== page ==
bradaToday friends and family will find me writing at home and places nearby that are special to LuAnne and me. I may struggle to find the “right” words as I reflect on the emotions that come with being LuAnne’s caregiver, but I know my fight will be nothing compared to LuAnne’s battle with Alzheimer’s. I will not let Alzheimer’s have the final word – those words belong to me, and to LuAnne, and our love story.

(from ‘Prairie Dance’, a poem by Brad Anderson)

I walk amidst her memory

Through the tallgrass and the dreams

I dream upon the hilltop

Of her spirit and her dance

It feels empowering to be able to honor LuAnne through the written word today, The Longest Day.

bander

 

About the Author: Brad Anderson wants to show those facing Alzheimer’s disease that they are not alone in Alzheimer’s Association The Longest Day®, a sunrise-to-sunset event on June 20, 2016, to raise awareness and funds for Alzheimer’s care, support and research. Click here to visit Brad’s The Longest Day page.

 

 

 

Jun 202016
 

ss2

Today, on The Longest Day, my husband and I will wake up early to hike Mount Evans in Colorado with our team of friends, the Mile High Memory Club. It’s our third year participating in The Longest Day, a sunrise-to-sunset event that symbolizes the challenging journey of those living with the disease and their caregivers. This will be our second year hiking a Colorado 14’er (elevation: 14,265’) to honor someone we love very much who is living with Alzheimer’s – my mother.

Mom was diagnosed with Alzheimer’s a few years ago, but she has been silently suffering for much longer than that. If you have ever known anyone with Alzheimer’s, then you know what a cruel disease this is. Once diagnosed, the person knows their fate, and my mom has already seen firsthand what this disease does. Her mother – my grandmother – also had Alzheimer’s. Because of this, for years prior to her diagnosis, my mother knew what was happening to her and knew what was coming.  It was, no doubt, terrifying for her. Over time, she was going to lose the one thing she had spent her whole life creating – her memories.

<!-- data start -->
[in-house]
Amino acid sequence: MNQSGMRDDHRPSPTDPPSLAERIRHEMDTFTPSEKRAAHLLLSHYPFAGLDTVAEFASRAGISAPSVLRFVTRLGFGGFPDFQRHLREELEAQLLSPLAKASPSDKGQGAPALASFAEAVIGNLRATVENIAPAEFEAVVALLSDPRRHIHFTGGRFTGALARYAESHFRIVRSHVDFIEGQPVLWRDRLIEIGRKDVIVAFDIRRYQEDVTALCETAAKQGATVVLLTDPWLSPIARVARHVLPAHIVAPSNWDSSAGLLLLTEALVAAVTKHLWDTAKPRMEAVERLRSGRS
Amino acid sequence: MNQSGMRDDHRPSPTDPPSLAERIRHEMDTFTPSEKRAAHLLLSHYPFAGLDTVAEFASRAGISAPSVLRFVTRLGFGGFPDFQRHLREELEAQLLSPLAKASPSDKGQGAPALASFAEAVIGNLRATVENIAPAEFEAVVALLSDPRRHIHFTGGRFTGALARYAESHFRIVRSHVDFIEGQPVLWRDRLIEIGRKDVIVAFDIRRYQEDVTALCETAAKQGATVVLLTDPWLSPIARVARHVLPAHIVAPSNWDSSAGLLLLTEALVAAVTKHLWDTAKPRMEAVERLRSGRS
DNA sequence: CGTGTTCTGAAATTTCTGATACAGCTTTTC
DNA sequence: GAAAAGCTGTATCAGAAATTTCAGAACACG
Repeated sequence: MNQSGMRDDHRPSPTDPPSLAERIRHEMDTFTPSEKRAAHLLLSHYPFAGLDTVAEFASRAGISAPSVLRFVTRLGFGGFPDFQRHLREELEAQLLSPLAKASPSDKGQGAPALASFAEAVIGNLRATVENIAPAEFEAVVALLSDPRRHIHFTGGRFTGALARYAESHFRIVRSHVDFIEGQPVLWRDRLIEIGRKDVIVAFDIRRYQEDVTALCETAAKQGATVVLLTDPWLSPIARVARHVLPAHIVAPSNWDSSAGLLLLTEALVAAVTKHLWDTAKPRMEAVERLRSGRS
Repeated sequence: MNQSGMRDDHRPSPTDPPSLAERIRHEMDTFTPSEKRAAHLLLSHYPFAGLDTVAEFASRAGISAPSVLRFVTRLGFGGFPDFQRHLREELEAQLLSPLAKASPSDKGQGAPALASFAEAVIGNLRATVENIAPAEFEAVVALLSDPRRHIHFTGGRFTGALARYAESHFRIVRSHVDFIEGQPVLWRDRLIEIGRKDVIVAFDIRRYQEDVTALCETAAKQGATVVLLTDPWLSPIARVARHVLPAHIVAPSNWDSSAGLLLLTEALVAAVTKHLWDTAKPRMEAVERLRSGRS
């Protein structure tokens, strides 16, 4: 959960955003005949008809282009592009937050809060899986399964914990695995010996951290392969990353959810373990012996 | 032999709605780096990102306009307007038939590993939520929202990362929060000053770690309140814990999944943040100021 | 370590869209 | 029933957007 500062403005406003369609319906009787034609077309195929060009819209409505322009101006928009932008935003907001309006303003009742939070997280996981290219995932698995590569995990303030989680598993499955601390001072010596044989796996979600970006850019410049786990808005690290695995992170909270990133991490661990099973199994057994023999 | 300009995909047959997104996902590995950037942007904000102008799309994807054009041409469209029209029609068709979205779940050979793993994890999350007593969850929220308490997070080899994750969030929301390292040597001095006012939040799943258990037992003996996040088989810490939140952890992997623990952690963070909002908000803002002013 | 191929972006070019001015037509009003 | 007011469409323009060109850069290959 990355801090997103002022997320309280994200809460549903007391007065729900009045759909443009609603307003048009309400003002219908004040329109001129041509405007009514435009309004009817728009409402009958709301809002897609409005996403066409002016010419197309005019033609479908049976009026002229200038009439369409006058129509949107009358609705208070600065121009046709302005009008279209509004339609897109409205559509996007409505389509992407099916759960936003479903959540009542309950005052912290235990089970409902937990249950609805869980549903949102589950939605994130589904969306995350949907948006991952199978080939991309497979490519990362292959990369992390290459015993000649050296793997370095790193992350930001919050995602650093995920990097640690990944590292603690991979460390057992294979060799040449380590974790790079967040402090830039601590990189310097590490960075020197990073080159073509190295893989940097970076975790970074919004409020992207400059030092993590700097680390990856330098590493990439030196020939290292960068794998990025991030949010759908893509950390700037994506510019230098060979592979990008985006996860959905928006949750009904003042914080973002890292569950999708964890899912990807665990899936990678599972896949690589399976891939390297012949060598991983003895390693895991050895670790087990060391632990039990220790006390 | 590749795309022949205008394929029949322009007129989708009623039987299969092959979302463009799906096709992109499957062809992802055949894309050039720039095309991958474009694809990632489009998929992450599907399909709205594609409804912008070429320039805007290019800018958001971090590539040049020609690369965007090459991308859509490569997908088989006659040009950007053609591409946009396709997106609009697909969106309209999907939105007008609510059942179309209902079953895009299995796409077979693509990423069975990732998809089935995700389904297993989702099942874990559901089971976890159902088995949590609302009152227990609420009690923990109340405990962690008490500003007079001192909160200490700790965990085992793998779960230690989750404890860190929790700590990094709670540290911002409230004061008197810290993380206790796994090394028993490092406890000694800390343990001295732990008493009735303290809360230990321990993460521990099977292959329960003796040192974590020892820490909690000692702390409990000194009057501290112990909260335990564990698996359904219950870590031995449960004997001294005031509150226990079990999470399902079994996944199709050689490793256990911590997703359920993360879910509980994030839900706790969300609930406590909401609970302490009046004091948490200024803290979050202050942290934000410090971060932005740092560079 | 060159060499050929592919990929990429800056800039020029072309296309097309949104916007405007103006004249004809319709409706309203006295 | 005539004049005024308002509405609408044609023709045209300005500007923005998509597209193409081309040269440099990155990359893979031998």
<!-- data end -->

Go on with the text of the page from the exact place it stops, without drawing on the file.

ss1The reality of what is happening to my mom – and therefore, to our family – has been unfolding for quite some time. Over the years, my mom spent much of her time trying to hide her disease.  Unfortunately, there is no way for her to hide it anymore. The disease is progressing and it is heartbreaking to watch. My father is her primary caregiver and is doing an amazing job. Although I know he is exhausted, his patience never waivers.

Dad is there for mom today on The Longest Day and will be there for her always. They celebrated their 50th anniversary last year, but sadly, each day my dad loses another piece of the woman he has loved for all of these years – and I lose another piece of my mom. I am taking action today in order to make sure other families don’t have to watch their loved ones disappear in front of them.

We hike in honor of my mom and the 47 million people living with Alzheimer’s worldwide. We also hike for all of the families and caregivers supporting their loved ones. The more awareness we can bring to this disease – and the more funds we can raise for the Alzheimer’s Association – the closer we will come to putting an end to it.ss3

It is a privilege to be a part of The Longest Day. While I cannot turn back time and change what is happening to my mother, I can have a small part in fighting this disease and hopefully living to see a day without Alzheimer’s.

About the Author: Sarah Springer is participating in Alzheimer’s Association The Longest Day®, a sunrise-to-sunset event on June 20, 2016, to raise awareness and funds for Alzheimer’s care, support and research. Visit her personal page here.